You’re on your own with the chocolate, but if you like biographies, you’ll probably enjoy:
— Antonia Fraser’s Mary Queen of Scots. (This book is the direct cause of my writing my senior thesis on Marie de Guise and the Scottish Reformation– and a really fun summer in Edinburgh.)
— Flora Fraser’s Pauline Bonaparte: Venus of Empire, an account of the life of Bonaparte’s unruly sister.
— Stacy Schiff’s Cleopatra: A Life, which does an amazing job brushing away layers of myth and legend to reconstruct the woman and her world.
— As some of you know, I’ve been doing a lot of reading about Kenya recently. There are two biographies that really stood out: Sara Wheeler’s lyrical biography of Denys Finch-Hatton, Too Close to the Sun: The Audacious Life and Times of Denys Finch Hatton, and Frances Osborne’s The Bolter.
— While I’m in the 1920’s and 30’s, it’s hard to ignore the Mitford sisters. The year I was living in England, I stumbled on Mary Lovell’s The Sisters: The Saga of the Mitford Family (although my edition had a slightly different title). It makes for fascinating reading, as does Ann de Courcy’s The Viceroy’s Daughters: The Lives of the Curzon Sisters, whose lives are intertwined with those of the Mitfords.
— For a compare and contrast, there’s Stephen Zweig’s Marie Antoinette (the classic biography) and Antonia Fraser’s Marie Antoinette: The Journey (a more recent take on the same subject).
— I’m a big fan of Garrett Mattingly’s Catherine of Aragon. I’d read a phone book if Garrett Mattingly wrote it. My favorite, although it doesn’t fall under the biography category, is his The Armada, an incredibly lively account of the defeat of the Spanish at the hands of Sir Francis Drake and Co. in 1588.
Which biographies have you enjoyed?
Friday, December 23rd, 2011
This is something of a reading round-up in reverse. Instead of the books I’ve already read this week, these are the books I have stashed away to read over the holiday:
— Kate Morton’s The Distant Hours I’ve been saving this one as a bribe for finishing the 1920s book. It isn’t quite done, but….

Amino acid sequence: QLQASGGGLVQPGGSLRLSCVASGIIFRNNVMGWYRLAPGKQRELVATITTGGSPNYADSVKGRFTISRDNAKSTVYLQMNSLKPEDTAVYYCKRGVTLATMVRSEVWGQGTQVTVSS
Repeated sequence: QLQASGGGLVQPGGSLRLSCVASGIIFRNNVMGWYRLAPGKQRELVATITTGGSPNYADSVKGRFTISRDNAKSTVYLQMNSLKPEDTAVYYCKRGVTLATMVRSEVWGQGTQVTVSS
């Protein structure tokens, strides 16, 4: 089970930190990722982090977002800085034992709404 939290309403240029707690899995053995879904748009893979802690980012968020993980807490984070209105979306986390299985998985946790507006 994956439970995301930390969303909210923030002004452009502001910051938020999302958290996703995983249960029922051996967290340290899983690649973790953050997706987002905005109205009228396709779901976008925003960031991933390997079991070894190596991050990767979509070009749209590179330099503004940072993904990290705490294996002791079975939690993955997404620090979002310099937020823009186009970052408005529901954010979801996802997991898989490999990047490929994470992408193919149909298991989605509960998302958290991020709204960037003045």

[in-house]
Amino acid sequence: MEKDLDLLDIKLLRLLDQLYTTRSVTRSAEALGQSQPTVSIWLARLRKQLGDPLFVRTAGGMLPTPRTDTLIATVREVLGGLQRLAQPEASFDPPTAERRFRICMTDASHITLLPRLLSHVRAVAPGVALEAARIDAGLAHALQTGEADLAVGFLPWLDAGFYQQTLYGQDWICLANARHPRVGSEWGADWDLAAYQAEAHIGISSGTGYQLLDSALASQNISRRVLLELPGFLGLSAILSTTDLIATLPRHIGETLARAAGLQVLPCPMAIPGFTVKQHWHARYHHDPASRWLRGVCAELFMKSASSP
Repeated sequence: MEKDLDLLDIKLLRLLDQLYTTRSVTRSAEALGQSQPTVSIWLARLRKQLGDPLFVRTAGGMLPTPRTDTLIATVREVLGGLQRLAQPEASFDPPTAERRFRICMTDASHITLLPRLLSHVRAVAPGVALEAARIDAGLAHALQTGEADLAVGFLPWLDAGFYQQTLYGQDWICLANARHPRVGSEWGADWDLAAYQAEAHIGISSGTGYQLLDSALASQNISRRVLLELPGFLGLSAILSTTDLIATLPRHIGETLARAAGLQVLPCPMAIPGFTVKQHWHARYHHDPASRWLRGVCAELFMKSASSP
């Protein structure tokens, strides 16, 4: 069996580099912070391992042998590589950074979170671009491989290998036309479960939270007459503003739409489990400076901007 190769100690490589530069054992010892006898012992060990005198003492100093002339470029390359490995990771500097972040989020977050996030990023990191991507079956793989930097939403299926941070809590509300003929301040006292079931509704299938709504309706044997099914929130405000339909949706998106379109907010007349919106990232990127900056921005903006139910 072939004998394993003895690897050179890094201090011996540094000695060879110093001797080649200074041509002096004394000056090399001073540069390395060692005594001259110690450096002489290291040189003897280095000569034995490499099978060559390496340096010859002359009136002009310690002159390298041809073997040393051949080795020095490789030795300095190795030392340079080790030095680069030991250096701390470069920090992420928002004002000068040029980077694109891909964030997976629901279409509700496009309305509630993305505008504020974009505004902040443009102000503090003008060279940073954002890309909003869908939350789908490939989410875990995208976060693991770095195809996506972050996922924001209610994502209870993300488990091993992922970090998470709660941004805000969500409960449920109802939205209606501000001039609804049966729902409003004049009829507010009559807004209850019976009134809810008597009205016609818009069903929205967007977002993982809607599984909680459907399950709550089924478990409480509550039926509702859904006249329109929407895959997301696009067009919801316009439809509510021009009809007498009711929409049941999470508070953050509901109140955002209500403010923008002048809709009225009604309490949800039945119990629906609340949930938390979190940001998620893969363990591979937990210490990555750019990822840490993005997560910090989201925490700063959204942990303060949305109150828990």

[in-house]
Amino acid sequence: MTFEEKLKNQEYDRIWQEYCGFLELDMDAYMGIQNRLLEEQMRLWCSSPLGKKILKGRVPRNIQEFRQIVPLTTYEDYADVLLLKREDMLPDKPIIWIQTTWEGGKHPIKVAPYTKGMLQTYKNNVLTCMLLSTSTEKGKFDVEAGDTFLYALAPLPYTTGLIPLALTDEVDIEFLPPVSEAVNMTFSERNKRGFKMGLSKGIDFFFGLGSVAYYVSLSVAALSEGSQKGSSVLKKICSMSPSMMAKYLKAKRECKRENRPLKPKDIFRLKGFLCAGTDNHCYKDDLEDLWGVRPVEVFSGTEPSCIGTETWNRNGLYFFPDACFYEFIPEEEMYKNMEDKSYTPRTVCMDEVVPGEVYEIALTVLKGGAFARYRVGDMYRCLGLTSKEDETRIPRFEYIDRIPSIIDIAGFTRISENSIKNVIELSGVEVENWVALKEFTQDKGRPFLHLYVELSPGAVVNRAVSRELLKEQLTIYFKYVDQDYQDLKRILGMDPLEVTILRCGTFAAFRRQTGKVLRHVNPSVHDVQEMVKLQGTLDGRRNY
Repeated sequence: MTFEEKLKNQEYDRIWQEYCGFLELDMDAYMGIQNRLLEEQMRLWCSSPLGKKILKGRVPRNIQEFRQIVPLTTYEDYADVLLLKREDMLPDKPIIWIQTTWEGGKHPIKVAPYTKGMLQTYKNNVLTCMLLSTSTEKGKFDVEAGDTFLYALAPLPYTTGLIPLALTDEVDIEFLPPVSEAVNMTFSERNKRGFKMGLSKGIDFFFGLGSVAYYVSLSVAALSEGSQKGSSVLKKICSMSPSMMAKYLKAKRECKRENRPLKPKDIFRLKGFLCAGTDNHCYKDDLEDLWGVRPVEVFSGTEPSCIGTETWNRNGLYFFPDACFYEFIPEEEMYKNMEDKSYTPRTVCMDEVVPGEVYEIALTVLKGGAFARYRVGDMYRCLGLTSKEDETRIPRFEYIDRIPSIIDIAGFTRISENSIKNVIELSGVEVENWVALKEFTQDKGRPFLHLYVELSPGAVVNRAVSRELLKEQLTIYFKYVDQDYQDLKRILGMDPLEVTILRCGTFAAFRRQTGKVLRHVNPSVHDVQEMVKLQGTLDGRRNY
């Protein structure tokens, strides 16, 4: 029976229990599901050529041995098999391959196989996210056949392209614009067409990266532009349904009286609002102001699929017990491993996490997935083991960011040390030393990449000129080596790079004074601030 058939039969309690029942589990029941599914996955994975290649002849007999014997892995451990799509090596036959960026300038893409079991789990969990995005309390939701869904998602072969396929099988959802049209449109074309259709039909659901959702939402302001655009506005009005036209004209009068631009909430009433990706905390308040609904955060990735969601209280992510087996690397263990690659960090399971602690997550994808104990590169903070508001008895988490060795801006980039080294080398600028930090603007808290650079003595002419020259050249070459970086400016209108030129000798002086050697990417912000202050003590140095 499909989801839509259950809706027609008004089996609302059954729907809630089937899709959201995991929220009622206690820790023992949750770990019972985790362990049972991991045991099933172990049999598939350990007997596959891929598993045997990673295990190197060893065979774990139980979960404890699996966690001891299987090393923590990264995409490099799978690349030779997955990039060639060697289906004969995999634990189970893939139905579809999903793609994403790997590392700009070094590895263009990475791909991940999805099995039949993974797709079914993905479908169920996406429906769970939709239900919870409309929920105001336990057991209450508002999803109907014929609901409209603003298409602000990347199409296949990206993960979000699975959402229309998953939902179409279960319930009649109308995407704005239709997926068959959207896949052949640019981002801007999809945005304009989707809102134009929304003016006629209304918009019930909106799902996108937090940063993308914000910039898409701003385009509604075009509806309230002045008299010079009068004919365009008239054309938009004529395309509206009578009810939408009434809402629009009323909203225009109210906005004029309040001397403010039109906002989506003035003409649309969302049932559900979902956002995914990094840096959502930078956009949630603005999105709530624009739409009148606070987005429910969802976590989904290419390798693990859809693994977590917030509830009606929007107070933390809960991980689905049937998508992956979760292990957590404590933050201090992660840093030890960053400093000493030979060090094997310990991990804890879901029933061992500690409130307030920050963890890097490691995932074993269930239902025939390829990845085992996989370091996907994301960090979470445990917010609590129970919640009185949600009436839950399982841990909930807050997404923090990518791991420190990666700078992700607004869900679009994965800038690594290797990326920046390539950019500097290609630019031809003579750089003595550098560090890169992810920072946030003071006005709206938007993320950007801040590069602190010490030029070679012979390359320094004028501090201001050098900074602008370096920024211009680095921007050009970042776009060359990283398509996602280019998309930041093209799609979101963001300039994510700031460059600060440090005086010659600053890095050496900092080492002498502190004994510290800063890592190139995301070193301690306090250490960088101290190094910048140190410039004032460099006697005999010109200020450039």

— Eva Stachniak’s The Winter Palace: A Novel of Catherine the Great. This was sent to me as an ARC a while ago, but wound up buried under a pile of research books. Ooops.
— Juliana Grey’s A Lady Never Lies. This is the first in a new, Edwardian-set historical romance series coming out next year– all based on Shakespeare plots! I’m very excited to read it.
— Norman Davies’ Vanished Kingdoms: The Rise and Fall of States and Nations. This is the first of the holiday history book haul, all about the kingdoms that rose and disappeared, like Burgundia. Don’t you love the sound of that?
What are you planning to read over the holidays?
Friday, December 23rd, 2011
The Mischief of the Mistletoe is a Night Owl Reviews Top Pick!
Night Owl Reviews calls Mistletoe “fun and fabulous”, concluding that all “of these books are sweet, funny and full of intrigue. With the appearance of Jane Austen, I think this was one of my favorites.”
Thursday, December 22nd, 2011
Wednesday, December 21st, 2011
You all are wonderful. Reading your reactions to the Ivy & Intrigue outtakes made my day.
I wish I could give a copy of Ivy & Intrigue to everyone, but since I can’t, the novella goes to…
… Kiley! (of Comment #15)
Congrats, Kiley! Just email me with your snail mail and I’ll pop the novella in the mail to you.
In the meantime, the holiday contest to pick the next Pink bonus chapter is still up and running, so if you haven’t voted yet, stop on by and weigh in!